Solving the Attribution Fallacy - Attribution Definition

It’s nice to know what causes a particular outcome or event. Being able to identify causality informs our decisions; the pain of fire burning your skin is a lesson you only need to learn once before you decide to avoid touching it again. Unfortunately, most marketing programs aren’t as simple to understand – and knowing a particular outcome is more than just something nice to know in marketing; it could be the difference between success and failure in your campaigns.

Traditional marketing via “broadcast” messages (think television, radio, billboard, print advertisement) has always been difficult to measure, because while it’s clear that it can cause brand recognition, relating that recognition to actual sales – which may take place months, or even years later – is an abstract art at best. The lack of causal clarity from traditional media is a big reason why the world’s marketers have been so quick to embrace the data and direct, or single-source, attribution of digital channels like pay-per-click advertising. It seems so simple – a click has a cost, and a clearly traceable outcome (a web visit, through a conversion, to a sale). Hash out some simple math, and… Presto! You have a reliable price-per-lead (PPL) average from your paid-search campaigns.

However, if you dig a little deeper, you’ll quickly realize that the single-source attribution of paid search advertising is a lie. Your PPL calculations are almost certainly wrong! Does that mean we’re doomed to return to the days of guessing whether Mikey eating the cereal in the ad, or Mikey supposedly dying from pop-rocks and coke ingestion in The Enquirer, was the real cause for our uplift in Life cereal sales? No, but it does mean we need to take another look at the art of attribution in a data-rich world in order to understand the real value of our marketing efforts.

A Better Definition of the Attribution Model

The reality is that brand impressions constantly influence decisions, but maybe in a different way than you think. Sure, they call it “pay-per-click” advertising because you pay only when someone clicks. But what happens to all those hundreds or thousands of additional times where your ad is seen but not clicked? Your brand and your message still get directly within the sight of your target consumer – they just didn’t take action (yet). Ask anyone paying for signs, billboards, fliers, television ads, or product placement – there is incredible value in having a brand impression even if it doesn’t lead directly to a conversion or sale. In fact, most people search more than once for a product or service they’re in need of, and the resonant effect of your ever-present brand is the reason you got the click on the all-important last search, not the first one. So, next time you calculate your PPL, be sure to include the value of the thousands of free billboard-like brand impressions your campaign got that may end up fulfilled through other channels.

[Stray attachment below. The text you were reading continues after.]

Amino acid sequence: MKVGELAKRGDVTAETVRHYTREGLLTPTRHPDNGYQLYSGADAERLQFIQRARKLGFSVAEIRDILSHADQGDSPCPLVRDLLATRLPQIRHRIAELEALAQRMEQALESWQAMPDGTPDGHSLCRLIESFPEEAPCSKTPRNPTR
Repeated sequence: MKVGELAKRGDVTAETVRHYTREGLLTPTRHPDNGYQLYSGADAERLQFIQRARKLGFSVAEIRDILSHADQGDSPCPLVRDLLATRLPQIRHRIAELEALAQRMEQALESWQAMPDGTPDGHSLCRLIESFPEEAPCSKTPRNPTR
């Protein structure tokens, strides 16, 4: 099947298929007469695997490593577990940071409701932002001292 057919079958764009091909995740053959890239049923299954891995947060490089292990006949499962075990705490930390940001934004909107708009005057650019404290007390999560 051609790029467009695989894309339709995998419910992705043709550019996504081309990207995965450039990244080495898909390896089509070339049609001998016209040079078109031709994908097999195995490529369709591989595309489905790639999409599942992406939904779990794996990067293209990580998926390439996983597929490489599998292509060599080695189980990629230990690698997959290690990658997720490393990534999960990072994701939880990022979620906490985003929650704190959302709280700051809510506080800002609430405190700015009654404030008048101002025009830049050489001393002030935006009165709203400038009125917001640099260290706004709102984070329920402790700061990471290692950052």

Solving the Attribution Fallacy - Solve Definition

But how could this attribution work in the real world? It’s one thing to track the source of a page view, site visit, or completed form online, but those don’t exist in a brick-and-mortar location. There are many common ways for creating brand impressions in and around your store, but creating in-store brand impressions doesn’t have to be limited to signage and displays either. The one thing recording a complete picture of customer purchase and preferences every day already is your point-of-sale. It’s full of information about likes, dislikes, and even preferred time of day and location your customers like to shop. Leveraging that information to print a relevant incentive for customers to return based on their current purchase data is key to affecting future decisions. So if you bought a sandwich but not a drink, your specific offer is valid for the next purchase of both. If you’re a consistent lunch customer and haven’t considered coming in after work hours, you’ll receive an offer designed to change your mind. Every receipt can help to provide a distinct interaction with the brand which can culminate in choosing what’s for dinner, and every transaction is an opportunity for your business to get a clearer picture on who exactly your customers are.

Insights Drive Actions

A closed-loop marketing solution allows the measurement of action by design as a result of influences. Connecting a specific offer directly to not only a purchase, but also every detail of that purchase is the holy grail of customer insights. The POS data from both transactions show that when that dinner offer is redeemed by the typically lunch-loving customer, they visited on a weekend day and spent 250% more than when the original promotion was delivered. And that knowledge ultimately means less focus on marketing and more attention on the bottom line.

Brooke Sherrill

Author Brooke Sherrill

Marketing Communications Manager

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